Supporting young people in theatre is really important. We need fresh voices and new ideas to be heard. Theatre is such a wonderful tool and adds so much to our society. It is a fantastic way to engage people, question perceptions and explore different lifestyles and cultures. It gives us the opportunity to empathise with and understand those whose stories may seem foreign and unfamiliar. Currently we find ourselves in a time when the tension between the communities and cultures which make up our society are exploding and this invariably leads to aggression and resentment. It seems to me that empathy and understanding are needed now more than ever. The theatre is capable of humanising people who the News may just make sound like a number somewhere very far away. A show can also be joyous and inspiring and when life is challenging you it can be the perfect antidote. The younger generation are largely missing out on the wonderful feeling and experience the theatre can give you. For whatever reason it doesn’t seem to be part of their consciousness and I think we in the industry need to do more to engage them as there is so much to be gained.
It is stating the obvious to say that young people are the future and therefore it is odd that our voices are underrepresented in mainstream commercial theatre. Not only must we tell young peoples stories so that they feel represented and part of the conversation but we must also support those young people trying to create and be part of that work. Fringe Theatre in this country is vibrant, varied and brave. It would be wonderful to see a little more support for the fantastic work which is created on a shoe string budget. If all the big doors stay closed to us where are our theatre makers of the future going to come from?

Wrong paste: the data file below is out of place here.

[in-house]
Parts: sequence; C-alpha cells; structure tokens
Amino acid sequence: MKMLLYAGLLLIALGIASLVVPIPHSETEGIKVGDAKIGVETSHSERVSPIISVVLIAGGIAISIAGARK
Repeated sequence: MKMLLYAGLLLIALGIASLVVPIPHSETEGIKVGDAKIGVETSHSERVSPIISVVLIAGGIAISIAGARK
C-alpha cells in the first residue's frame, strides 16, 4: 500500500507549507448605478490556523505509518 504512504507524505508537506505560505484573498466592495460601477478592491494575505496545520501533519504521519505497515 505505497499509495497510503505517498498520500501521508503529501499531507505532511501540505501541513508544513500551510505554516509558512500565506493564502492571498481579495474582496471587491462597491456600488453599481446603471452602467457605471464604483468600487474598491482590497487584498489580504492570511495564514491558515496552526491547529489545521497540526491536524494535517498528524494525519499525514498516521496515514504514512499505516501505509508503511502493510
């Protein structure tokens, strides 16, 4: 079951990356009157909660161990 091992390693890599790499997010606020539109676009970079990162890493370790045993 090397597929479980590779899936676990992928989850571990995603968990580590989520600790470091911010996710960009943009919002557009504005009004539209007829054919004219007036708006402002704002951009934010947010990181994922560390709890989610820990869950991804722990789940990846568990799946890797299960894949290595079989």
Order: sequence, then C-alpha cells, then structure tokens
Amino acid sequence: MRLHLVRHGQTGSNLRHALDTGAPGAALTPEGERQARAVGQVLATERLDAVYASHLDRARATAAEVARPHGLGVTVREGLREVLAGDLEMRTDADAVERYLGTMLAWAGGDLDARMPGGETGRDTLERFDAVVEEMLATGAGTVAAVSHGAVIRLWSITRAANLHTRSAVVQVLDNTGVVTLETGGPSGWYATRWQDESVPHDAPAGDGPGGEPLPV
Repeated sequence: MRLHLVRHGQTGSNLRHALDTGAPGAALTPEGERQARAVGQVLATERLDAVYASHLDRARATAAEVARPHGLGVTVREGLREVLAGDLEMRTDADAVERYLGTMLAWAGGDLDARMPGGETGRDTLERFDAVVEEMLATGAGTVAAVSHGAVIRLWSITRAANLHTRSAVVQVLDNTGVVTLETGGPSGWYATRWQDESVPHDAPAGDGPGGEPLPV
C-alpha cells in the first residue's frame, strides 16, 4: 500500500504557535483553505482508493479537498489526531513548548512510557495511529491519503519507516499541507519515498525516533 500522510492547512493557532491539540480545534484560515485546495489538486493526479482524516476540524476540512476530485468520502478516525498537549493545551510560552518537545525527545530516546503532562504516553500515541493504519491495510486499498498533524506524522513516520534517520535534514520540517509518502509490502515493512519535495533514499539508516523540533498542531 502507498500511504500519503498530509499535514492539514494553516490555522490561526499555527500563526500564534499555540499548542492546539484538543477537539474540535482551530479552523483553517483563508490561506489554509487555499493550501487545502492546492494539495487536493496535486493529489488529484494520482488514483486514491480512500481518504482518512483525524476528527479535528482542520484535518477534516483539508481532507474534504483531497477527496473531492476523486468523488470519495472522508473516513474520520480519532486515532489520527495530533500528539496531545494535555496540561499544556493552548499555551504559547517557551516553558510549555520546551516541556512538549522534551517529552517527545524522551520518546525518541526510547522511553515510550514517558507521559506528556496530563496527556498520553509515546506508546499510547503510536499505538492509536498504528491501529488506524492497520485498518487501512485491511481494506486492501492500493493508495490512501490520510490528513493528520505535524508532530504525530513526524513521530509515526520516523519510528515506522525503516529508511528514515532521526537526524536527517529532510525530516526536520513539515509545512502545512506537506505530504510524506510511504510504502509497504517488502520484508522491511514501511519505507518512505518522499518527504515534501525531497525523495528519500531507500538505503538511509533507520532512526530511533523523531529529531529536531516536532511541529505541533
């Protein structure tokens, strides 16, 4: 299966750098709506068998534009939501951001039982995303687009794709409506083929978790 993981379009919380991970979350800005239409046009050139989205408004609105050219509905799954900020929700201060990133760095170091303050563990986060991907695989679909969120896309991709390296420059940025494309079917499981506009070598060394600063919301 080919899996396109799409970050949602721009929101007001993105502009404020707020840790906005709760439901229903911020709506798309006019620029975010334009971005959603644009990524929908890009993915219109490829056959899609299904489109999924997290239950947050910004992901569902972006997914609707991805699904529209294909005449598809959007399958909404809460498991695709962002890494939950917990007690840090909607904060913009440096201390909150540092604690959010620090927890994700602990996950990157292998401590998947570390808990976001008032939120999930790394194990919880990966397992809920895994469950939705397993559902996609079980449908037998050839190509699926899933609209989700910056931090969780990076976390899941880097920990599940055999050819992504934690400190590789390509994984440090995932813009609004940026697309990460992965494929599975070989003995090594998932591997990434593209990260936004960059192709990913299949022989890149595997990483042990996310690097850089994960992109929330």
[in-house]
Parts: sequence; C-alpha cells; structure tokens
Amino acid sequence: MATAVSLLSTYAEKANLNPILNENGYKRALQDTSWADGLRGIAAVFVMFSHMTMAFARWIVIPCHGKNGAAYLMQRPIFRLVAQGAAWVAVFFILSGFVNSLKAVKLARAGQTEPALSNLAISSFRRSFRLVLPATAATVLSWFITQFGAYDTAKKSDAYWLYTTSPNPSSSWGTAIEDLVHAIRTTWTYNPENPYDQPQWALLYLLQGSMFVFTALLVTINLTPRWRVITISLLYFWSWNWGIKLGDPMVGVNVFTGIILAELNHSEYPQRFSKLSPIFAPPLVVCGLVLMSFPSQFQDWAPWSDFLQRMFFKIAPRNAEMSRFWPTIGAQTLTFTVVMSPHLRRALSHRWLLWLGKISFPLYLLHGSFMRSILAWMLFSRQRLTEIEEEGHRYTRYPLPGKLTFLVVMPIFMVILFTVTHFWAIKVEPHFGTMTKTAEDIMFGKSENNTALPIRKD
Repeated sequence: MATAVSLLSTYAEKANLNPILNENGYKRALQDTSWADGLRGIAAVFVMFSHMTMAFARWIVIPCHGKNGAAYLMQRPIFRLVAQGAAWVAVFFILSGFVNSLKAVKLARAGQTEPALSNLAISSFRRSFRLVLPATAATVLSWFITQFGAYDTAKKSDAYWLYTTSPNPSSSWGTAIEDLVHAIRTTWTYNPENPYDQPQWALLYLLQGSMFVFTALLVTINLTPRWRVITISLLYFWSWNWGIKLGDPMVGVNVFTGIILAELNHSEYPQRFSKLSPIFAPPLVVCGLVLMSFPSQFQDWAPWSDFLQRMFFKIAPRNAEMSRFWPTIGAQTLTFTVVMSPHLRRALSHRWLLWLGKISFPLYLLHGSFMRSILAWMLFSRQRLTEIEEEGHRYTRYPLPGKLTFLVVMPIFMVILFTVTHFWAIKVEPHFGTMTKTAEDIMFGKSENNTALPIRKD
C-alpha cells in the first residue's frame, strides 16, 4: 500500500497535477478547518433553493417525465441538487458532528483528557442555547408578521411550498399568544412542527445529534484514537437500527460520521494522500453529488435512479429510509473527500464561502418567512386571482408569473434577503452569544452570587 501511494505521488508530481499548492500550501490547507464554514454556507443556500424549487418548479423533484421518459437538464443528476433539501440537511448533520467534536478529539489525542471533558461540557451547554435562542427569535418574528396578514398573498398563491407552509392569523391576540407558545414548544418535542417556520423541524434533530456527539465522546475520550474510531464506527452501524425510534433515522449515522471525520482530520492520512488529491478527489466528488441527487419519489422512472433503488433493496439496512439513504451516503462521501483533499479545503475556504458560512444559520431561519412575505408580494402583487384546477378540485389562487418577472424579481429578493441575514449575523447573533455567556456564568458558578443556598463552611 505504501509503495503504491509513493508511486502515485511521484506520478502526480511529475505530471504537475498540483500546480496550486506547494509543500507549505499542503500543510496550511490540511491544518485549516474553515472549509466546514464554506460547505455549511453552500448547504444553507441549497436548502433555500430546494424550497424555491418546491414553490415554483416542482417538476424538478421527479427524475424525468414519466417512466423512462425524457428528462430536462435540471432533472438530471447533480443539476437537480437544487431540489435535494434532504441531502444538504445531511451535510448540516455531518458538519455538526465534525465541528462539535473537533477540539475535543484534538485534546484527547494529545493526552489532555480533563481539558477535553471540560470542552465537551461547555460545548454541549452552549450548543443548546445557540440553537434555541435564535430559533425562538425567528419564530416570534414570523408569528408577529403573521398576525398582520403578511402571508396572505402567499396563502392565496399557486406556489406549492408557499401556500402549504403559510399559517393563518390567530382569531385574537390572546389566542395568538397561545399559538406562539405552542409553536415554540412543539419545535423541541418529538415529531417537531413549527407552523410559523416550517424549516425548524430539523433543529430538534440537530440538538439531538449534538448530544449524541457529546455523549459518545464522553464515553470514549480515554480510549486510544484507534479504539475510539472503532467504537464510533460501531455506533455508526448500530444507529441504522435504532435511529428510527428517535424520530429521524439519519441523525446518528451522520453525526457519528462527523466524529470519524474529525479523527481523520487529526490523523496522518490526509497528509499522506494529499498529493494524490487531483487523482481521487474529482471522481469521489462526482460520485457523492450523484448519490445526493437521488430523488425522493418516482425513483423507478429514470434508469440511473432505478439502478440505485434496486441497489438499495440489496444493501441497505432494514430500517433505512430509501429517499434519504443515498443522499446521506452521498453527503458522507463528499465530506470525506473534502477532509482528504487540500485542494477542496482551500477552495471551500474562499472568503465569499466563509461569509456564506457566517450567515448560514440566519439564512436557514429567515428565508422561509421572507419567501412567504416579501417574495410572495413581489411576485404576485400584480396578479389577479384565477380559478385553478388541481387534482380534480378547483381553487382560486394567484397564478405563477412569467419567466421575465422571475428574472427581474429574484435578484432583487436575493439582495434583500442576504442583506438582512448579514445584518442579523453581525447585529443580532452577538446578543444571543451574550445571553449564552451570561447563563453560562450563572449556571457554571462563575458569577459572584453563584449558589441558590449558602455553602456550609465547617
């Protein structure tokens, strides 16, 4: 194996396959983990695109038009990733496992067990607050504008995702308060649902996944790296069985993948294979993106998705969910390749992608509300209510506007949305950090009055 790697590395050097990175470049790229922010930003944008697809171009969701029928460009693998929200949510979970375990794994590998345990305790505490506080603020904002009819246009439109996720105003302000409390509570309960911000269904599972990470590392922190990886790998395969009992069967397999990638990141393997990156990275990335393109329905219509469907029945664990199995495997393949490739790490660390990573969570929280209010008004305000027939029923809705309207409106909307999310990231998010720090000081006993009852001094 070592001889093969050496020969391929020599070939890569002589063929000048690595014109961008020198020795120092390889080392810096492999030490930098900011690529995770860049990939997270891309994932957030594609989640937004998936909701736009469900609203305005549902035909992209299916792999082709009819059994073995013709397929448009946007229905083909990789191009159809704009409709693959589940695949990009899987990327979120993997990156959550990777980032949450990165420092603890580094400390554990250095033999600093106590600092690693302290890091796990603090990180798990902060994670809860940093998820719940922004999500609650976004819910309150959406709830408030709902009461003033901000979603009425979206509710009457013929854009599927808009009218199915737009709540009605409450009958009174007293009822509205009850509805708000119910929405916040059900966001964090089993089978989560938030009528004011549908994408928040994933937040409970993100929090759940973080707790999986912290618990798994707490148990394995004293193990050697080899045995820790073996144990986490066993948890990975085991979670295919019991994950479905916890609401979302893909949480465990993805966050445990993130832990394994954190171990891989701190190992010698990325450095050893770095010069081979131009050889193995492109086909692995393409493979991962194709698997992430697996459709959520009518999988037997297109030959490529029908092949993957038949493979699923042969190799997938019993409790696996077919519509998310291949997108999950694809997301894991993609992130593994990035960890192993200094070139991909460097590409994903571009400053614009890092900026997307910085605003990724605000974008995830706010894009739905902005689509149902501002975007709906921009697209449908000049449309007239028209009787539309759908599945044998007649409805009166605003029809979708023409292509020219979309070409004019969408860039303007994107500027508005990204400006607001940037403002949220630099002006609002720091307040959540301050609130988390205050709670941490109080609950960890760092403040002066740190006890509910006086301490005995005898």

So, whose responsibility is it? There is very little use in having a moan if you aren’t actually going to do something about it. I started Fabricate Theatre out of a desire to showcase myself and other young people like me. My aim for the company is to have it known for producing work which speaks to young people. It is a company for and about them. It is strange to think that in such a youth obsessed world that the young are actually not well represented in theatre. There is a lack of work which appeals to this demographic; once you are too old for Panto where do your parents take you? The Theatre has always appealed more to the older generation so our challenge will be producing work which appeals to and inspires young people to come and give it a go.
I saw Bunny when I was 18 at The Soho Theatre in London and it was the first time that I had seen a show that was made for me and my friends. It was about us. She talked about the things I worried about, fantasised about and was ashamed to think about. The show had a profound impact on me and I never forgot how fantastic it was to feel empowered by a piece of theatre. That is what theatre is capable of. To inspire, to engage, to energise and enthral. I want young people to experience that in a theatre because if they do they will fall in love with it.
I think it is everyone’s responsibility to ensure that young people are supported and championed because the whole of our society relies on them and their future.
So perhaps the next time a big West End producer is thinking of putting on yet another ‘Mousetrap’ (which I confess I love!) it would be wonderful if they looked for something a little out of the ordinary; something like ‘Our Ladies of Perpetual Succour’, ‘Everybody’s Talking about Jamie’ or ‘The Curious Incident of the Dog in the Night-time’. These shows not only sell, they will engage and inspire a whole new audience and once you’re hooked you’re hooked!
This piece was written by Catherine Lamb, AD of Fabricate Theatre, playing Katie in ‘Bunny’ by Jack Thorne running at The Tristan Bates Theatre from 15th – 27th January.